And the other side to Cappy is his other big function - the ability to capture a range of objects and enemies and possess them, so you are suddenly inside and piloting a Bullet Bill, using its flying capabilities to reach new areas. Hammer Bros can be possessed to let you throw ranged weapons, Cheep Cheep fish can let Mario swim underwater, Chain Chomps can break through blocks, tanks can let you fire cannons at aerial enemies, while strange new spider-like leggy enemies can spring Mario up to higher areas. Some of these are gameplay ideas the Mario series has explored before, often via the idea of various Mario suits. Having Mario take these abilities on with Cappy is a more immediate solution, and one which allows for a stream of constant gameplay changes more befitting longer sojourns in wider worlds.
And what worlds. New Donk City is all skyscrapers and verticality, its action split between street level and up on rooftops. There are numerous ways of getting from one to the other, jumping up or between towerblocks of various sizes - often with Cappy's help required. There are electric powerlines which Mario can travel down connecting rooftops or floating platforms, and off in the distance is that glowing goal point, where Mayor Pauline (yes, that Pauline) is waiting. Before there, though, lies back alleys with secret warp pipes behind dumpsters, humans playing jump-rope to befriend and join, and all sorts of other clues pointing to Power Moons I had to rush past to try and see everything.
Odyssey's riff on the Mexican Day of the Dead is more traditional Mario fare. Gone are the odd, faceless human inhabitants of New Donk City, replaced by more friendly, poncho-wearing skeleton pals beset by problems after Bowser swung through. Some of their friends are trapped in ice, a whole area has turned into quicksand, and there's a huge inverted pyramid to investigate. Each Kingdom has its own currency of coins, which can only be used in that respective land, as well as the Mushroom Kingdom's standard gold coin currency. These can be exchanged for costumes and other items in shops, bedecking Mario in various outfits which do not grant special powers but may unlock access to certain activities (ponchos and safari explorer costumes were stocked in the demo). You could also buy items such as stickers and statues for unknown purposes - which made me think perhaps they could be used to customise your starship (something which is still being kept under wraps).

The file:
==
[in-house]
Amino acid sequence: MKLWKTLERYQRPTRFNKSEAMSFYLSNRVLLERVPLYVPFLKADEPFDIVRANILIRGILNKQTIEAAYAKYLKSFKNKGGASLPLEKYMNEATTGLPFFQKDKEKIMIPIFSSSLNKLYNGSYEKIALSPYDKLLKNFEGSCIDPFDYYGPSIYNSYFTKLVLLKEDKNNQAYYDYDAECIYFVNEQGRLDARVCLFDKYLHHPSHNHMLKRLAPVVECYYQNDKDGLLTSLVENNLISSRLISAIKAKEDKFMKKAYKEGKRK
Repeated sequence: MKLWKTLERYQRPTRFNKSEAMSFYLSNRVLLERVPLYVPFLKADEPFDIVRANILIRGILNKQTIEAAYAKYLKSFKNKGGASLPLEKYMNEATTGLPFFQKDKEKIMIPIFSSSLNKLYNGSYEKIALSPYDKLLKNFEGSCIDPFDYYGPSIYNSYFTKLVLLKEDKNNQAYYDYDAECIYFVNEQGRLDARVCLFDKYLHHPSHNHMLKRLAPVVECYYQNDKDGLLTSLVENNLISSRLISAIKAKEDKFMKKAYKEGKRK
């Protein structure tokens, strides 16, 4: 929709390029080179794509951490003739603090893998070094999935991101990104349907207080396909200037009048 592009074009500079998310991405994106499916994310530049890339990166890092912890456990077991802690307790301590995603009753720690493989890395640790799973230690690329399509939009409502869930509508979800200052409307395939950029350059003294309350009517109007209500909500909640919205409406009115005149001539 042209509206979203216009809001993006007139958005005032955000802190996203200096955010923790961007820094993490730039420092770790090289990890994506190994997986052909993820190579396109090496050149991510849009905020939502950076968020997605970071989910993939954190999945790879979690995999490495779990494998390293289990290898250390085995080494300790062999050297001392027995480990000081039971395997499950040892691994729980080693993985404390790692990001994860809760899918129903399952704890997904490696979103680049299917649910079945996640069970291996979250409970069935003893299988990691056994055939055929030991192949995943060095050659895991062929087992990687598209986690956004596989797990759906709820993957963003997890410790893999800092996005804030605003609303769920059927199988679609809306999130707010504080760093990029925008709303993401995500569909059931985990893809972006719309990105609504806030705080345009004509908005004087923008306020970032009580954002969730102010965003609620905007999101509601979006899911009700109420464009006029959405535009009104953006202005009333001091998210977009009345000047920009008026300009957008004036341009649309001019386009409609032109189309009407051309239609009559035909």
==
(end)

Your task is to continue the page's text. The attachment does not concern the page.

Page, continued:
The scope of Odyssey's overall size, its roster of alternative characters and what multiplayer options might still lie hidden are all questions for another day. For now, I'm still trying to digest what bits of Odyssey I did see, and how just a little more time with the game to master how it plays might make this Odyssey a little less daunting.